than $500 billion in tax hikes hit america's wallets. that isn't yours and mine. congress is out for held for a long weekend. john boehner skipping town. those sources say his meeting with the president failed to make any progress to avert the fiscal cliff. even if washington doesn't get its act together, there are steps you can take to lower your tax burden next year. you can empower yourself. in a moment, we are going to get advice from the founder and president of diverse financial consulting. it looks like congress will have no choice but to punt the fiscal cliff debate until next year. we have a guest from the cato institute. sequestration kicks in, maybe talked about? >> i certainly agree with the sequestration part. we should be able to find 100 belden and spending cuts. we should be able to find 50 billion in spending cuts on the front. i think the sequestration and spending cuts should happen. unfortunately, many of the tax increases, if we don't do something about taxes, i think it makes it harder to go back and extend any of the tax cuts next year. so we might find our
a their economy be if it weren't for america? that's right. a lot more to come during this hour. what this tax fairness mean? i will break down th numbers. folks like warren buffett don't want to talk about this. and aaa and unusual warning about a blend of gasoline. the federal government wants you to start using the gas. but will it damage your gerri: look, i am no expert on media bias, but the media solving the fiscal cliff. the huffington post reporting that the offer to avert disaster sparks gop outrage. "the new york times", the front page story today that the tax code is less progressive than in 1980. back when ronald reagan was president. let's take a look at federal income tax in this country. these numbers according to the tax foundation. the top 1% pay 37.4%. the top 1% of earners. they pay almost 40%. taking a look at this, the top 5% pay nearly 60%. it doesn't seem quite right. the top 10% -- they pay 71%. federal income taxes, top 10%. picking up almost the entire time. if you wanted to ask her to be more progressive, i don't know, maybe the top 10% pay 90% of taxes. 95%? 100%? i
on everything, but republicans feed into what the media is telling america -- >> wait a minute, i want to understand. you are saying then for pr purposes, they should give into obama on the tax rate. >> not exactly. well, yeah, i guess i am -- >> you're saying obama, who is -- we don't have a revenue problem, ann. >> we lost the election, sean. gerri: what do you think of this? as a strategy, maybe it's the right thing? acknowledge that the american people voted for the president, put him back in office. it's all on you. >> well, it's simple, i think. republicans are cognizant of what the people said. the plan they put out raises revenue on rich people. they are asking for the president to give a response including both tax proposals and the spending proposals that are necessary to make the plan be balanced, and they'll negotiate from there, from the second day after the election, speaker boehner said we hear the american people, they want washington to work, that means compromise, leadership, but, you know, we're not seeing all the pieces yet. gerri: what do you think of the idea of s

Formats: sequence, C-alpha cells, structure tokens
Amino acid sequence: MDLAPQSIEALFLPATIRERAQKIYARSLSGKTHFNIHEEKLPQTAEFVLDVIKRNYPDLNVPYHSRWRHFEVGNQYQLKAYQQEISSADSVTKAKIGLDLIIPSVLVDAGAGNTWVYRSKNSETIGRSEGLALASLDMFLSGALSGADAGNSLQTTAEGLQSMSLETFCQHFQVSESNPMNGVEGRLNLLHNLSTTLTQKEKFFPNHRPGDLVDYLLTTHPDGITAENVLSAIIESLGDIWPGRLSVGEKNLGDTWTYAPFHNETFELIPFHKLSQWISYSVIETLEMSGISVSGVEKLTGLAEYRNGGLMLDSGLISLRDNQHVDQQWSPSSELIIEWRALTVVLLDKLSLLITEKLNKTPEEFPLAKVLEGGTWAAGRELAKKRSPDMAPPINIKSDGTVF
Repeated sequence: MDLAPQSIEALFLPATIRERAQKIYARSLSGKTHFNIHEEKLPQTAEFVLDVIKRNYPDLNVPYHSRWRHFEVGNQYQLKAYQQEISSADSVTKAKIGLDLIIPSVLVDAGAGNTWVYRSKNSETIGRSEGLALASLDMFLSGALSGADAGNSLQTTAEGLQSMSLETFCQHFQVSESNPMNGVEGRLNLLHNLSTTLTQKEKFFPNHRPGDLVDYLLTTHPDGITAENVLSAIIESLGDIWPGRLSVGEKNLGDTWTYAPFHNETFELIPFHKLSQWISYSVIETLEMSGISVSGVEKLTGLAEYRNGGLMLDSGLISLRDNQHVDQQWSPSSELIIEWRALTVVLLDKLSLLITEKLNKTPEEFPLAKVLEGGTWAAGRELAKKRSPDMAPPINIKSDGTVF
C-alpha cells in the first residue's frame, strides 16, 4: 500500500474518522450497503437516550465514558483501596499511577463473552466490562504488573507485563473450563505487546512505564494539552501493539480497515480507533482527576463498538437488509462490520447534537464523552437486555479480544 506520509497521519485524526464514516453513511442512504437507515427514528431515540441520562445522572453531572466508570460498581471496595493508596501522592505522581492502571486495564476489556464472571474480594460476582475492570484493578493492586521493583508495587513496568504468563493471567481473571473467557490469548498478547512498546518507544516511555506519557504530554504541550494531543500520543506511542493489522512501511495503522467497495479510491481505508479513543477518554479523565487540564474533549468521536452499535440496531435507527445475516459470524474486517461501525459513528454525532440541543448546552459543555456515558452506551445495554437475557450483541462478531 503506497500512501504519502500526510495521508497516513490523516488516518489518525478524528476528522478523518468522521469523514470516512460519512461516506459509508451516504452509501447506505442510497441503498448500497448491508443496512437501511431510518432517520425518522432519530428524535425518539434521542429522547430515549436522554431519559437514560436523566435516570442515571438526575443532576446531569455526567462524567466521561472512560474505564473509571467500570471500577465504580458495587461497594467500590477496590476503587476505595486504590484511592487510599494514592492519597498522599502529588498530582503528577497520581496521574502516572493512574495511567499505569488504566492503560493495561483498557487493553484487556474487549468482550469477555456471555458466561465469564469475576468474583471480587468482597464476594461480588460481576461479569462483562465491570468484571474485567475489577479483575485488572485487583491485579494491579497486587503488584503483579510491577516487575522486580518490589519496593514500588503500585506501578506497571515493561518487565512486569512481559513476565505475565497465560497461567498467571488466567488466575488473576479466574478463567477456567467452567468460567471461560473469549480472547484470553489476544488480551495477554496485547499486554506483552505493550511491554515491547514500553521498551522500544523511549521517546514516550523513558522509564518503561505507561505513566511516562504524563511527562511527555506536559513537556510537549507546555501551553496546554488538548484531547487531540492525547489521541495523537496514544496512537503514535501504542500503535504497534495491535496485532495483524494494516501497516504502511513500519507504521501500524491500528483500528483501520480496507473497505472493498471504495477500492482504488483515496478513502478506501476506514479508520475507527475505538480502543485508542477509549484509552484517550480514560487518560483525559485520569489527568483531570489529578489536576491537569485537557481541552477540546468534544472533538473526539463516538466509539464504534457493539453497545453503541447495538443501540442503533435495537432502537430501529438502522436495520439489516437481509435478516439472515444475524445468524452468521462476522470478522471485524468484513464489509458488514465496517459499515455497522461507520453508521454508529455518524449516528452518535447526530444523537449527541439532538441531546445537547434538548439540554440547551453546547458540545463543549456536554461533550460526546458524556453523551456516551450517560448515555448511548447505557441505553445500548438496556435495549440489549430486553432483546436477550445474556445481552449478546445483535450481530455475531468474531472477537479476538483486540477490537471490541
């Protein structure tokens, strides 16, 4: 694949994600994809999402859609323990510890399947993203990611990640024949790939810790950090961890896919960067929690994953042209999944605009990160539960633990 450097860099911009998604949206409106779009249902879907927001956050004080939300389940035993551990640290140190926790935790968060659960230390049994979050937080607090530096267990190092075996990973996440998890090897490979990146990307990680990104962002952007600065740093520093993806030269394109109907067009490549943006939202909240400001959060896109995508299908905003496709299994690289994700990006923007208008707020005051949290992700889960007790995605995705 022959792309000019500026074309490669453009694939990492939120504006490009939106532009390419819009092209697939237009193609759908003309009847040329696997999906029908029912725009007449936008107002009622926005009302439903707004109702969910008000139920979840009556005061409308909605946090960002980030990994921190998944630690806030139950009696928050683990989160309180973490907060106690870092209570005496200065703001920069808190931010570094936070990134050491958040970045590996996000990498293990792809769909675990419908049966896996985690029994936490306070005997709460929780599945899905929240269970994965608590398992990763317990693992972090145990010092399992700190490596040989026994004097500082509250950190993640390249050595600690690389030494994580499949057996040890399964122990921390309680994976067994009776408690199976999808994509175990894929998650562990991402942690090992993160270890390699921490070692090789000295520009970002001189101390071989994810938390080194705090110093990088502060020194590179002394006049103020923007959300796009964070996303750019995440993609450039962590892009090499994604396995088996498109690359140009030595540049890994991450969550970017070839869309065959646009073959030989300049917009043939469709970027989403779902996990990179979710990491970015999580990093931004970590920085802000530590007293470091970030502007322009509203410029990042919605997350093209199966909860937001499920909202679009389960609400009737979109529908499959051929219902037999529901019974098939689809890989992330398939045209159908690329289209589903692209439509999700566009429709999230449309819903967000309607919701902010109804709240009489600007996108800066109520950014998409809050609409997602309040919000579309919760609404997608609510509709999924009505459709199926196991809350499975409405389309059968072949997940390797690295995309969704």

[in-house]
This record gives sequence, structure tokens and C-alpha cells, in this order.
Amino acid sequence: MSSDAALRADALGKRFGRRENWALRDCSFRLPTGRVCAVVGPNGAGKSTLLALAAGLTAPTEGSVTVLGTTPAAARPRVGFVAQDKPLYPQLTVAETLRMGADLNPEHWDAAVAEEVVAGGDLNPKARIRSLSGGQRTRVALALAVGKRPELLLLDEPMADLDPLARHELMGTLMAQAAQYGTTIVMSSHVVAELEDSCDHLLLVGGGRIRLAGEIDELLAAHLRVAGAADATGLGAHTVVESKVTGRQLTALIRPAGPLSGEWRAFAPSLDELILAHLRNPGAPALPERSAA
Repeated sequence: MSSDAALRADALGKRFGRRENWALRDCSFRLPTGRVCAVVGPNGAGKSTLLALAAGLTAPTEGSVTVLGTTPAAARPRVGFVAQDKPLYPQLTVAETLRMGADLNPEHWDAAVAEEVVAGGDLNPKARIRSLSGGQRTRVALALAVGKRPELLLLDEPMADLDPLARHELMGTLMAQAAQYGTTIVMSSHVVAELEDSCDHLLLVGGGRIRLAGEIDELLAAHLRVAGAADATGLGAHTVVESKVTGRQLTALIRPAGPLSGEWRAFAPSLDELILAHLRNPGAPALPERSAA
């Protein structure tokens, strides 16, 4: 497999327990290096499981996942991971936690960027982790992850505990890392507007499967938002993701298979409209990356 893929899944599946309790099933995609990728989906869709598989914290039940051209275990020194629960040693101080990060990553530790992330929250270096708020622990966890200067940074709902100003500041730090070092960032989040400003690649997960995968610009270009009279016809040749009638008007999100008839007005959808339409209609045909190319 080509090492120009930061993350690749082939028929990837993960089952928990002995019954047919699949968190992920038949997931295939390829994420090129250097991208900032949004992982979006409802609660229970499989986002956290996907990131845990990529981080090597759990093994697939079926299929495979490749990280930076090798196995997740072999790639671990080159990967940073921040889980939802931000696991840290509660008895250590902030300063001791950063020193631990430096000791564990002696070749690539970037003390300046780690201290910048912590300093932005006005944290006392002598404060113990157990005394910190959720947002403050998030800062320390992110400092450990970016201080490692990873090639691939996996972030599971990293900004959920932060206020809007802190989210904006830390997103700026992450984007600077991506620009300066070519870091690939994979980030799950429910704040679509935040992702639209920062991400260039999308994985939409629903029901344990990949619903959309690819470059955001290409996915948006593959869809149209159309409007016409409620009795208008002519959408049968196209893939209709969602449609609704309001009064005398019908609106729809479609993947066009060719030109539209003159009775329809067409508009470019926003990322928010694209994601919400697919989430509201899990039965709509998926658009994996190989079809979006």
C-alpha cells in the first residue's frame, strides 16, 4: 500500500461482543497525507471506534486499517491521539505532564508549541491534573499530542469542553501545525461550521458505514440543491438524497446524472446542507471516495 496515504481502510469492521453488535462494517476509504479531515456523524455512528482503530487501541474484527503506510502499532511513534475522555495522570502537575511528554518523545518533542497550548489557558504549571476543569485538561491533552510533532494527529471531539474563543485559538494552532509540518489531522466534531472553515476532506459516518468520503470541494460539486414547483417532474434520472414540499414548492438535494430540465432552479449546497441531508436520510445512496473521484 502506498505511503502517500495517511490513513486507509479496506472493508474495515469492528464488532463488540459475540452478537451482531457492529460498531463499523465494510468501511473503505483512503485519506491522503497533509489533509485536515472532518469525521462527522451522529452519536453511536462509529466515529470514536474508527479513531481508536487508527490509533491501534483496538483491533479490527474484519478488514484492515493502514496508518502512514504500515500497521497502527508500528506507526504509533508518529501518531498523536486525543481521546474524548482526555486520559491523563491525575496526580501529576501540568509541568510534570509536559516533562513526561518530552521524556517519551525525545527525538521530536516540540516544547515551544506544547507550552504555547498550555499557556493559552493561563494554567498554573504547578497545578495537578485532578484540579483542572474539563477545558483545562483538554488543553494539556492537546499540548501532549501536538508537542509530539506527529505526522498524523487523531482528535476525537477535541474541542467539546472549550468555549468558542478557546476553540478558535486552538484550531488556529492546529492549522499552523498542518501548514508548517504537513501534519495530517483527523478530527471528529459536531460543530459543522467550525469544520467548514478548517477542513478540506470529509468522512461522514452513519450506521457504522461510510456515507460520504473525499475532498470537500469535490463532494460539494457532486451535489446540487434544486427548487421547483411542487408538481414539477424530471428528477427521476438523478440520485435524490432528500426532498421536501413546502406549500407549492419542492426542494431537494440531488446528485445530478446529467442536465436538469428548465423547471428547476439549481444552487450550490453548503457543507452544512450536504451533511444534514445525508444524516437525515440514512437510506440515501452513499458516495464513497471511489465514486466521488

's not about rich people. that is a wonderful tradition in america. almost a hundred years ago congress decided and his wisdom that they went to encourage rebel to give more. they stimulate giving by creating a charitable deduction. it works. i will be stop making it work? >> stacey, to you. we also have some facts about what this will actually cost. if there were no churl deductions the cost of cherries would be some 7 billion per year the expectation that annual giving would drop by 36 percent. what would this cause the american society? talk to me about the services, the work that would not get done . >> well, you have to understand that if there is a cap at 28%, you're right, we estimate that could cause a nonprofit organization $7 billion. that is the combined budget of many of our largest national nonprofits. we rely on, our communities rely on every single night for important services. we've reduced the amount of charitable tone -- giving, that is on top of the already existing cuts that have been made and discretionary spending by the federal government and potentially more cuts in spen
of america, bearish on sprint. tell me why. >> bank of america, all of the financials will go up. it is inevitable that yields will rise, bond prices will to drop which improves the margins and helped the banks. ironically it will make a big difference with earnings, and bankamerica has a much of the litigation behind them. in terms of sprint, just simply because sprint, ticker symbol s, has been able to make its acquisition of clear wire and even fix up the balance sheet, owning all this new spectrum, this spectrum does not matter if it's not on mobilizes. plus, we all remember then sprinted nextel merger. bottom line, they all go for verizon or at&t. that natural tendency. they are up against a really big mountain. gerrii you're not happy with that. you have made some stock picks arrest including intercept. goldman, morgan, to finance as yet talked about. apple, up 25%. they have come down here. lots of questions about them, but you are a bull. >> i was a bear when it hit the top there. apple is fundamentally a cheap stock at this price. we see incredible growth of apple itunes